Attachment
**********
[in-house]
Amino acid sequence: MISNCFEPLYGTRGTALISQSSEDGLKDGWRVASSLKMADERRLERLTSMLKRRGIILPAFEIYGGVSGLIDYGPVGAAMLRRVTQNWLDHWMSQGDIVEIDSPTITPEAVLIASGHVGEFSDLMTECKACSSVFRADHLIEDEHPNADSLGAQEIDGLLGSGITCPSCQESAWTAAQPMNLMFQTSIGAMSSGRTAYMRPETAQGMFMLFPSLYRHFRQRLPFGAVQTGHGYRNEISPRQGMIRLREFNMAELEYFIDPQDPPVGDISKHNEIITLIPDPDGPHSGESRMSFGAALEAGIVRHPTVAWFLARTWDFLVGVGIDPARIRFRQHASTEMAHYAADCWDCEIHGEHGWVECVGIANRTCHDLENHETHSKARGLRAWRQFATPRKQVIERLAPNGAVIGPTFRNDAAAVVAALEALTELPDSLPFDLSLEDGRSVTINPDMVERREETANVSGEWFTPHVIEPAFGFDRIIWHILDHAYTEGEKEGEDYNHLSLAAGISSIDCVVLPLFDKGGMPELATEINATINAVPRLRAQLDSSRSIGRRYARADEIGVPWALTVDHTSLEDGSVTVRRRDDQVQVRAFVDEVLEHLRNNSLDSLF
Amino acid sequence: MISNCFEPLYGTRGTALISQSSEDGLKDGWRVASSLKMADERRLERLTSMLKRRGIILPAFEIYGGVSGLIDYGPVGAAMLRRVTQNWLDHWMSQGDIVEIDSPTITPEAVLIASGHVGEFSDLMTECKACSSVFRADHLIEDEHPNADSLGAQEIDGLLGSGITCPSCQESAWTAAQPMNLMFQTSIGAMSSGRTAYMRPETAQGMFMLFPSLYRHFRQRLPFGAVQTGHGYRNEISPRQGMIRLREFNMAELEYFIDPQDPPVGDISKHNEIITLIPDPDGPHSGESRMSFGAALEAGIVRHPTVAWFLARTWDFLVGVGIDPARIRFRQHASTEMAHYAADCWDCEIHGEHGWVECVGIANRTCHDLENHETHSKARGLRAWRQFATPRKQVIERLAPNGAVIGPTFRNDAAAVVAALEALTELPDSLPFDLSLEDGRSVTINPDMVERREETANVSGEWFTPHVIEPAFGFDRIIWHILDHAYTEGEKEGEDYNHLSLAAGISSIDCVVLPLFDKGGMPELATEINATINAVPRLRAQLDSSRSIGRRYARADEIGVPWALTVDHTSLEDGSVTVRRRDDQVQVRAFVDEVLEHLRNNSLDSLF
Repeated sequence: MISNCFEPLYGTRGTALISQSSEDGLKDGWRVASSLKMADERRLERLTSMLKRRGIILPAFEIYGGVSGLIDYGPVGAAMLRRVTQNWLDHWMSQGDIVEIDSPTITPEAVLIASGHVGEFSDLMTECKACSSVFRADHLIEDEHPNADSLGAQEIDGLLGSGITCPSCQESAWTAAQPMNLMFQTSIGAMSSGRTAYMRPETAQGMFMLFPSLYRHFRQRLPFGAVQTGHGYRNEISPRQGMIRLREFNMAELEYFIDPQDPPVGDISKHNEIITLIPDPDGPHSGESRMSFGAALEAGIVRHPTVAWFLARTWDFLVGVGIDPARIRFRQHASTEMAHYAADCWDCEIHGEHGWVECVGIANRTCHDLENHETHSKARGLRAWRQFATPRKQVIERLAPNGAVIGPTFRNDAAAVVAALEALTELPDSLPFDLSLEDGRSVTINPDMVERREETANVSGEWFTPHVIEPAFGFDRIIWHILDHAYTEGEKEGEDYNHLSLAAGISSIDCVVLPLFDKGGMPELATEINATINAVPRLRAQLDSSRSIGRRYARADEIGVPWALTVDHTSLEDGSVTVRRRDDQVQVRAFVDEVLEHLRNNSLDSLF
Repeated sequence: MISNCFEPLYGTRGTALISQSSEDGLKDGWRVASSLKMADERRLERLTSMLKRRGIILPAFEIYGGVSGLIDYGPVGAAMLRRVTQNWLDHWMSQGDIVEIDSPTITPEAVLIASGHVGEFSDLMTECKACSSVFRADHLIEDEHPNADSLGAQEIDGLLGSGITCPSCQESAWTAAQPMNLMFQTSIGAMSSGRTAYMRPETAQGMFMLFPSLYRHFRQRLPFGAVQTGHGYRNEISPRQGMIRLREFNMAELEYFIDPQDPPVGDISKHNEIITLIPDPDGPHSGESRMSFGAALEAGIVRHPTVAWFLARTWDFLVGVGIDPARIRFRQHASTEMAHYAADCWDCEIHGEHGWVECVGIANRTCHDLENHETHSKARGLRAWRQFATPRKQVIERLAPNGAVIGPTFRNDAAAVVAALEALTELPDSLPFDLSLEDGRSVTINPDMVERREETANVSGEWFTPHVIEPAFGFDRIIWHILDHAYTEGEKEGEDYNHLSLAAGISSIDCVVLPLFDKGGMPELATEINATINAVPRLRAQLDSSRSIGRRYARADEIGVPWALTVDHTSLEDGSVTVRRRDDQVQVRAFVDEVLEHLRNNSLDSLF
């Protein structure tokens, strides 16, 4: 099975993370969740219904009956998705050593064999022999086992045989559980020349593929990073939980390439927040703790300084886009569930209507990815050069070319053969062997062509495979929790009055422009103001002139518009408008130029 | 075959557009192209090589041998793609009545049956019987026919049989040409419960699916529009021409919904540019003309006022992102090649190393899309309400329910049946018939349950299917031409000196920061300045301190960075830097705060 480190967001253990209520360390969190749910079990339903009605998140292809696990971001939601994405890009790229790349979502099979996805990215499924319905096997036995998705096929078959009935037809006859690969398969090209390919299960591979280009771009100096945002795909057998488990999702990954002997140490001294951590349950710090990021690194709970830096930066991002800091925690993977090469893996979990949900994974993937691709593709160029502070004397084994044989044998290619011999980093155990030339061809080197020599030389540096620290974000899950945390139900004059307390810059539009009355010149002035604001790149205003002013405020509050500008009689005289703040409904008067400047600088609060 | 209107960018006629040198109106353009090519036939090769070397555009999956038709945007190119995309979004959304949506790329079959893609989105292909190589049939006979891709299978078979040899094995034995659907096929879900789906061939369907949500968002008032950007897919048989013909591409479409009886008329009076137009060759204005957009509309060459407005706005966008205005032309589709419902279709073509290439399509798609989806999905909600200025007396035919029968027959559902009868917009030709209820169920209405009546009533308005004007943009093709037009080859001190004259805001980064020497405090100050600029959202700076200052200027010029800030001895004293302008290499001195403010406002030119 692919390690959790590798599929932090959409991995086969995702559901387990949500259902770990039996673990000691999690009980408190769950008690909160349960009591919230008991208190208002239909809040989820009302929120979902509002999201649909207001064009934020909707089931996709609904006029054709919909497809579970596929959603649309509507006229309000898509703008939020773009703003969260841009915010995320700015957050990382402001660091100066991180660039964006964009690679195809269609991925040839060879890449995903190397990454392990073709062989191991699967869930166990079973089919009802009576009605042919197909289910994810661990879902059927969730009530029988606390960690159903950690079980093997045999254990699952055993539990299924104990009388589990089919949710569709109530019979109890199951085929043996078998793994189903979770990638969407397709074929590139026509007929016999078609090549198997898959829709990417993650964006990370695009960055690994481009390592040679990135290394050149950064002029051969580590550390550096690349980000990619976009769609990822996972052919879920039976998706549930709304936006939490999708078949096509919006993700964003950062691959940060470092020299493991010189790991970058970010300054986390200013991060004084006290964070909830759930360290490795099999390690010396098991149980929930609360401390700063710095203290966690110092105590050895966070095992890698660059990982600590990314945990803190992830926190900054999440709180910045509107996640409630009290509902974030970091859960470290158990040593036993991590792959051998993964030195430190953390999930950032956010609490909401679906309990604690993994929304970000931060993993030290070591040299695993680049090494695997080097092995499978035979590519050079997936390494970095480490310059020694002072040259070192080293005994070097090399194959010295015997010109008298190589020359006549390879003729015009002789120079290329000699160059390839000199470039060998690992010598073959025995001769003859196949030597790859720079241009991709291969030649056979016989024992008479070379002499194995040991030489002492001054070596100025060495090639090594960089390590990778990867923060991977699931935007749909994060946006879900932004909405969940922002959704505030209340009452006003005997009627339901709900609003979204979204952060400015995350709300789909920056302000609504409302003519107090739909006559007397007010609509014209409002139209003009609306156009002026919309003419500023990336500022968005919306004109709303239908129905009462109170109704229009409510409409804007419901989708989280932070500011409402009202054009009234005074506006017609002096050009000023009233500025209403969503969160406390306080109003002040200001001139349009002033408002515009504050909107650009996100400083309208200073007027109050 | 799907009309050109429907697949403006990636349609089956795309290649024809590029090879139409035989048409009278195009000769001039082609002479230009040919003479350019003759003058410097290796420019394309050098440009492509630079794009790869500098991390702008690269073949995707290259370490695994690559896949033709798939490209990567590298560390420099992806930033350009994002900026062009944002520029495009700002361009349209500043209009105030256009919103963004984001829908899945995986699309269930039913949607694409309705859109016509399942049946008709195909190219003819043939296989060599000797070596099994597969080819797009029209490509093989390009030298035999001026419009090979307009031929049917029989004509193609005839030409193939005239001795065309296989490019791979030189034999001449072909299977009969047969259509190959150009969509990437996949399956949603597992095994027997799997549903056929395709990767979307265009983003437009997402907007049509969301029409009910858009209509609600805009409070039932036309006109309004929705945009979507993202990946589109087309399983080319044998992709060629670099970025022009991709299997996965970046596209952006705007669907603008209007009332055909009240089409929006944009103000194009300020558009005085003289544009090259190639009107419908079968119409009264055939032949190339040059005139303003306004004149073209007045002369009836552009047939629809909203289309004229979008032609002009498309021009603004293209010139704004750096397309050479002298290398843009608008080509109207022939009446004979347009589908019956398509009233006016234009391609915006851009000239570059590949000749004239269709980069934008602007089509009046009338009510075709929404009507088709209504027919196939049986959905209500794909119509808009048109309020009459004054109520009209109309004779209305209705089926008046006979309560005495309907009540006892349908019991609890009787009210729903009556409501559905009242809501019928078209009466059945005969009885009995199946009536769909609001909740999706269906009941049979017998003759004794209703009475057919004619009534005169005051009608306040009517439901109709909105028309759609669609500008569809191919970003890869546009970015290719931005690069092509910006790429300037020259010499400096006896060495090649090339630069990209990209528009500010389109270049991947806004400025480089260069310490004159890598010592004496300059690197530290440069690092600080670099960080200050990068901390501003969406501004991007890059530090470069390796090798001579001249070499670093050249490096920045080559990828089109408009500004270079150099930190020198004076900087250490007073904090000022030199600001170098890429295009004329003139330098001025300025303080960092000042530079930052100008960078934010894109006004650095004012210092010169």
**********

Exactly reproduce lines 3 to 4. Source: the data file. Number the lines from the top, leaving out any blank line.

Amino acid sequence: MISNCFEPLYGTRGTALISQSSEDGLKDGWRVASSLKMADERRLERLTSMLKRRGIILPAFEIYGGVSGLIDYGPVGAAMLRRVTQNWLDHWMSQGDIVEIDSPTITPEAVLIASGHVGEFSDLMTECKACSSVFRADHLIEDEHPNADSLGAQEIDGLLGSGITCPSCQESAWTAAQPMNLMFQTSIGAMSSGRTAYMRPETAQGMFMLFPSLYRHFRQRLPFGAVQTGHGYRNEISPRQGMIRLREFNMAELEYFIDPQDPPVGDISKHNEIITLIPDPDGPHSGESRMSFGAALEAGIVRHPTVAWFLARTWDFLVGVGIDPARIRFRQHASTEMAHYAADCWDCEIHGEHGWVECVGIANRTCHDLENHETHSKARGLRAWRQFATPRKQVIERLAPNGAVIGPTFRNDAAAVVAALEALTELPDSLPFDLSLEDGRSVTINPDMVERREETANVSGEWFTPHVIEPAFGFDRIIWHILDHAYTEGEKEGEDYNHLSLAAGISSIDCVVLPLFDKGGMPELATEINATINAVPRLRAQLDSSRSIGRRYARADEIGVPWALTVDHTSLEDGSVTVRRRDDQVQVRAFVDEVLEHLRNNSLDSLF
Repeated sequence: MISNCFEPLYGTRGTALISQSSEDGLKDGWRVASSLKMADERRLERLTSMLKRRGIILPAFEIYGGVSGLIDYGPVGAAMLRRVTQNWLDHWMSQGDIVEIDSPTITPEAVLIASGHVGEFSDLMTECKACSSVFRADHLIEDEHPNADSLGAQEIDGLLGSGITCPSCQESAWTAAQPMNLMFQTSIGAMSSGRTAYMRPETAQGMFMLFPSLYRHFRQRLPFGAVQTGHGYRNEISPRQGMIRLREFNMAELEYFIDPQDPPVGDISKHNEIITLIPDPDGPHSGESRMSFGAALEAGIVRHPTVAWFLARTWDFLVGVGIDPARIRFRQHASTEMAHYAADCWDCEIHGEHGWVECVGIANRTCHDLENHETHSKARGLRAWRQFATPRKQVIERLAPNGAVIGPTFRNDAAAVVAALEALTELPDSLPFDLSLEDGRSVTINPDMVERREETANVSGEWFTPHVIEPAFGFDRIIWHILDHAYTEGEKEGEDYNHLSLAAGISSIDCVVLPLFDKGGMPELATEINATINAVPRLRAQLDSSRSIGRRYARADEIGVPWALTVDHTSLEDGSVTVRRRDDQVQVRAFVDEVLEHLRNNSLDSLF